(iv) The learned Justices of Appeal erred in law in holding as neither defective nor invalid, a self-contained document of consent that did not specify an offence. The essential factors required for the validity of a consent document being: (1) an offence or offences (2) the identity of the person to be charged (3) the identity of the consenting authority.

(v) The learned Justices of Appeal erred in law contrary to Supreme Court’s authority of Inspector-General of Police v. Olatunji 21 N.L.R. at 52, that bona fides is not germane to the exercise of a statutory power and that malicious actions are protected under the Public Officers Protection Law Cap. 114 Laws of Lagos State.

Appellant, and Counsel for the respondents have filed their briefs of argument. They relied in essence on their briefs and expatiated where necessary for more effective elucidation of the points made in the brief. Concisely stated, the issues argued from the ruling of the learned Judge to the appeal of the appellant to the Court of Appeal and to this Court, come to this Accepting the averments in the statement of claim as they have been admitted, (a) are the claims against the 1st respondent maintainable in law (b) is the action against the 2nd respondent statute-barred, and should the Court in the circumstance entertain it (c) should the Court grant the 3rd relief in the declarations sought in the writ of summons The formulation of the questions for determination by Chief F.R.A. Williams, S.A.N., for the respondents is slightly different and in my view though adequate does not cover all the grounds argued. I therefore follow the formulation of the issues as I have indicated in this judgment.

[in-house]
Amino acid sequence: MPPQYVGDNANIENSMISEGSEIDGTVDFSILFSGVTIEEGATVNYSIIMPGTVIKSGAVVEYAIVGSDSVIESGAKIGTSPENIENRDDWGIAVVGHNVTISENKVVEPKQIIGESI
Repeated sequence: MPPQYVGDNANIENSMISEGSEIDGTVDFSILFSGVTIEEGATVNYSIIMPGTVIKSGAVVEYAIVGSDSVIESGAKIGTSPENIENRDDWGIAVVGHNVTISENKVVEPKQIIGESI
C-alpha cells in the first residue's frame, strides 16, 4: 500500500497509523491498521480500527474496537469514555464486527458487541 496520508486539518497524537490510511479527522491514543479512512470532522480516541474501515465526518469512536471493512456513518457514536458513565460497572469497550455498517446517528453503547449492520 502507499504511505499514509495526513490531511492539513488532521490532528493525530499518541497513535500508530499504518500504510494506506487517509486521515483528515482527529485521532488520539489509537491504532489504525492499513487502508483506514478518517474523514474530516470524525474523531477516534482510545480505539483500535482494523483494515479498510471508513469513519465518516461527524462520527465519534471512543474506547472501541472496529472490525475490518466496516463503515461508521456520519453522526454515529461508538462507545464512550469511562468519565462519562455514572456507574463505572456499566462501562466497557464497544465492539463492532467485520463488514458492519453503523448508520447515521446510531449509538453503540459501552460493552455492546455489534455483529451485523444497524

On an analysis of appellant’s grounds of appeal, it will be seen that grounds (i), (ii), (iv), concern and affect the issues in respect of the 1st respondent. Ground (v), concern and affect only the 2nd respondent. Ground (iii) concern and affect the issues in respect of both respondents. For the purposes of the determination of the issues and understanding of the contentions urged on us, it is pertinent to refer to and reproduce the relevant averments in the statement of claim relied upon by counsel on both sides. Paragraphs 2, 14, 15, 16 and IX of the statement of claim are as follows: